The FDA has released the NARMS (National Antimicrobial Resistance Monitoring System) Retail Meat Interim Report with data from January 2014 through June 2015. This report focuses on Salmonella, including serotype distribution, prevalence by food source and state, selected resistance patterns, and a list of all the identified antimicrobial resistance genes.
The “encouraging trends” in the report include finding that the prevalence of Salmonella in retail poultry is at its lowest level since testing began in 2002. In ground turkey, the prevalence of Salmonella has declined from a high of 19% in 2008 to 6% in 2014. In retail chicken during the same time period, it dropped from 15% to 9%.
Salmonella resistance to ceftriaxone, a medically important antibiotic from chicken sources declined steadily from a high of 38% in retail chicken in 2009 to 18% in 2014, and 5% during the first half of 2015. In addition, resistance to fluoroquinolones such as ciprofloxacin, which are critically important for treating Salmonella infections, was absent from poultry and beef, although one isolate was found in pork. Multidrug resistance in Salmonella showed a “downward drift” in chicken and turkey from 2011 levels of 45% and 50%, respectively, to 20% and 36% in June 2015.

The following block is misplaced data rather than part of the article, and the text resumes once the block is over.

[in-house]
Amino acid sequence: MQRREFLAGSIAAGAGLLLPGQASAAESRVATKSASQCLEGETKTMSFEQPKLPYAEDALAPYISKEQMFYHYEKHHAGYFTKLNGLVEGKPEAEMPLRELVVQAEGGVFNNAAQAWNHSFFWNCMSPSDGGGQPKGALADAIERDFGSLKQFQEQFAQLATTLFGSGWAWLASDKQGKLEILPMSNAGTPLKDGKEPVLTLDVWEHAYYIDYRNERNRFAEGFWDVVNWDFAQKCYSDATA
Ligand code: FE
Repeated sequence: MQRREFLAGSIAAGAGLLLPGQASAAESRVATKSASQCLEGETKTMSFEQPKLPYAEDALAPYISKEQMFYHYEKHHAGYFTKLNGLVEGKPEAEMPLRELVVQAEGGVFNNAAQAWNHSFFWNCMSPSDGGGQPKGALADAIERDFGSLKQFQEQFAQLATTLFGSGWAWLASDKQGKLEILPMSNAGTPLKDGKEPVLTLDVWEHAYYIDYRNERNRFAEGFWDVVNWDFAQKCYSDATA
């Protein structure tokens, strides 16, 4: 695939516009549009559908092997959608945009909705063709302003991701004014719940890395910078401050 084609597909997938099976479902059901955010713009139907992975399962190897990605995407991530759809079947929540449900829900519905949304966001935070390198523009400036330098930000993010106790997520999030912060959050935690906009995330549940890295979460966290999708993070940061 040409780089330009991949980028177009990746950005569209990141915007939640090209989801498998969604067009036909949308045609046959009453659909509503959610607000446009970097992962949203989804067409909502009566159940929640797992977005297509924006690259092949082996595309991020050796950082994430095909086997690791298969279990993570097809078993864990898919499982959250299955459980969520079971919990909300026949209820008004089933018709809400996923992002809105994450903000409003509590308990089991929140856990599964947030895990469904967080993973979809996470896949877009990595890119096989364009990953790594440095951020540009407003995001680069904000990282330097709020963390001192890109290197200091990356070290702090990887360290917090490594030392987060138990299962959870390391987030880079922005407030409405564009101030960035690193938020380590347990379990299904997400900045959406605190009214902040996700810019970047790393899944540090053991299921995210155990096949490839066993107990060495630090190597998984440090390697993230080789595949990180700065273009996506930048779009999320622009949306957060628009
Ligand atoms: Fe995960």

But, in causes for concern, FDA identified the first instance of ciprofloxacin resistance in an isolate from retail pork, and identified the genes associated with this resistance. One ceftriaxone-resistant retail chicken isolate from 2014 had the extended-spectrum β-lactamase (ESBL) gene blaCTX-M-65. This is the first time this important class of resistance gene has been detected in the United States. This gene causes resistance to β-lactam antibiotics, which means fewer treatment options for patients.
Whole genome sequencing (WGS) data can be used to predict antimicrobial resistance for several bacteria and can also identify the genes that cause resistance to a specific antibiotic. This new report has WGS data for all of the 271 retail meat isolates from 2014 and for 114 of the Salmonella isolates collected from January through June 2015.
All of the WGS data for NARMS isolates are publicly available in GenBank bioproject PRJNA290865. In addition, WGS data lets the FDA for the first time, to understand the mechanisms underlying each of the resistance phenotypes observed, and how they differ by source. All of the data can be found at NARMS Now.